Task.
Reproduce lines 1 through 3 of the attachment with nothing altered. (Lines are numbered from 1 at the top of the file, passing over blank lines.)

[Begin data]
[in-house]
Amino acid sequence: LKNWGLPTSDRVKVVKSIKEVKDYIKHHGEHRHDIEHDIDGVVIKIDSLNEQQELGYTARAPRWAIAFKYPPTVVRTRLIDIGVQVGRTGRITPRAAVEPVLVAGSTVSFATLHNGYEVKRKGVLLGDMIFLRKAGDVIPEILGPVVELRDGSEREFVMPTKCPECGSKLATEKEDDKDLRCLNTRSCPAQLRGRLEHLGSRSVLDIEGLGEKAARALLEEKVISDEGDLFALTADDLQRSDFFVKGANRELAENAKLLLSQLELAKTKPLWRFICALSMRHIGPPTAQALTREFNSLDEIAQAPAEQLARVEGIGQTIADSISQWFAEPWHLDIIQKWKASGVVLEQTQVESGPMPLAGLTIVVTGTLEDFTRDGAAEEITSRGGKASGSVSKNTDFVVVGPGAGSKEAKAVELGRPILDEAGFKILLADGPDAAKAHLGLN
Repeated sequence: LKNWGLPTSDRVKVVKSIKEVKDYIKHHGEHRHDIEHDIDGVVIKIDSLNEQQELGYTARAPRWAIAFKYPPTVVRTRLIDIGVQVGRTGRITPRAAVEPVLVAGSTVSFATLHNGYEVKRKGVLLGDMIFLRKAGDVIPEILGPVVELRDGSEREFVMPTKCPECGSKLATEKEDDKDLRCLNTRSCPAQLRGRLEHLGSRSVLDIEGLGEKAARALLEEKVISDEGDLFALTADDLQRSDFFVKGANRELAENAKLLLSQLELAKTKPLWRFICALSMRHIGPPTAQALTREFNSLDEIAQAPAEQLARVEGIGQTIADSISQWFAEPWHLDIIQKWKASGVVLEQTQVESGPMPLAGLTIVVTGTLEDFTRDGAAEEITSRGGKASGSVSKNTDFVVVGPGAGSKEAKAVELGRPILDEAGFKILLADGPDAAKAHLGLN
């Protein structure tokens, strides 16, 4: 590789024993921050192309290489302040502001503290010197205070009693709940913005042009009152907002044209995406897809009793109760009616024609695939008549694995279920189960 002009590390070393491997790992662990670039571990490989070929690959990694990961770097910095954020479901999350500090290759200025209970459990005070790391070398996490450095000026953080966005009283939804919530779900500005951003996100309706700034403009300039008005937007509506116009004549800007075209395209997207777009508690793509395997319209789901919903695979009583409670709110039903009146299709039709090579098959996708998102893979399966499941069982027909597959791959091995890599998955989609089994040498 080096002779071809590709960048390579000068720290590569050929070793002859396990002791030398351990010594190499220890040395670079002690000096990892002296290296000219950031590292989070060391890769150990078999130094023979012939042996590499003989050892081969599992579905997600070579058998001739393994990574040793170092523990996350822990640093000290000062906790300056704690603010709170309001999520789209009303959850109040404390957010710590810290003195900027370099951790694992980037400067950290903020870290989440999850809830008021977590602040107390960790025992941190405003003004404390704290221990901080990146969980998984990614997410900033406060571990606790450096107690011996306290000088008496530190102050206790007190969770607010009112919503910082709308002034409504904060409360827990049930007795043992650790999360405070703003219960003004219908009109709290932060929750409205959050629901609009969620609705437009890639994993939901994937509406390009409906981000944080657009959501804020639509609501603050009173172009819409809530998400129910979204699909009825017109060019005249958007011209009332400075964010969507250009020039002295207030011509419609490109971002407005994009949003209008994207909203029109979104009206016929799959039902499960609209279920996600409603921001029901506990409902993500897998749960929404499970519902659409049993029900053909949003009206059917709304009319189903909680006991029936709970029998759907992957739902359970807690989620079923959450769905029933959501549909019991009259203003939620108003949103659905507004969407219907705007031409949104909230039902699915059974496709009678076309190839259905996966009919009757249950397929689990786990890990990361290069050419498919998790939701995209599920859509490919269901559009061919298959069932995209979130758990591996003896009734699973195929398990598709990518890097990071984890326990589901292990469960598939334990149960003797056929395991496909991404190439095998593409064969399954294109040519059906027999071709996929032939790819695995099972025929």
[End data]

[in-house]
Amino acid sequence: LKNWGLPTSDRVKVVKSIKEVKDYIKHHGEHRHDIEHDIDGVVIKIDSLNEQQELGYTARAPRWAIAFKYPPTVVRTRLIDIGVQVGRTGRITPRAAVEPVLVAGSTVSFATLHNGYEVKRKGVLLGDMIFLRKAGDVIPEILGPVVELRDGSEREFVMPTKCPECGSKLATEKEDDKDLRCLNTRSCPAQLRGRLEHLGSRSVLDIEGLGEKAARALLEEKVISDEGDLFALTADDLQRSDFFVKGANRELAENAKLLLSQLELAKTKPLWRFICALSMRHIGPPTAQALTREFNSLDEIAQAPAEQLARVEGIGQTIADSISQWFAEPWHLDIIQKWKASGVVLEQTQVESGPMPLAGLTIVVTGTLEDFTRDGAAEEITSRGGKASGSVSKNTDFVVVGPGAGSKEAKAVELGRPILDEAGFKILLADGPDAAKAHLGLN
Repeated sequence: LKNWGLPTSDRVKVVKSIKEVKDYIKHHGEHRHDIEHDIDGVVIKIDSLNEQQELGYTARAPRWAIAFKYPPTVVRTRLIDIGVQVGRTGRITPRAAVEPVLVAGSTVSFATLHNGYEVKRKGVLLGDMIFLRKAGDVIPEILGPVVELRDGSEREFVMPTKCPECGSKLATEKEDDKDLRCLNTRSCPAQLRGRLEHLGSRSVLDIEGLGEKAARALLEEKVISDEGDLFALTADDLQRSDFFVKGANRELAENAKLLLSQLELAKTKPLWRFICALSMRHIGPPTAQALTREFNSLDEIAQAPAEQLARVEGIGQTIADSISQWFAEPWHLDIIQKWKASGVVLEQTQVESGPMPLAGLTIVVTGTLEDFTRDGAAEEITSRGGKASGSVSKNTDFVVVGPGAGSKEAKAVELGRPILDEAGFKILLADGPDAAKAHLGLN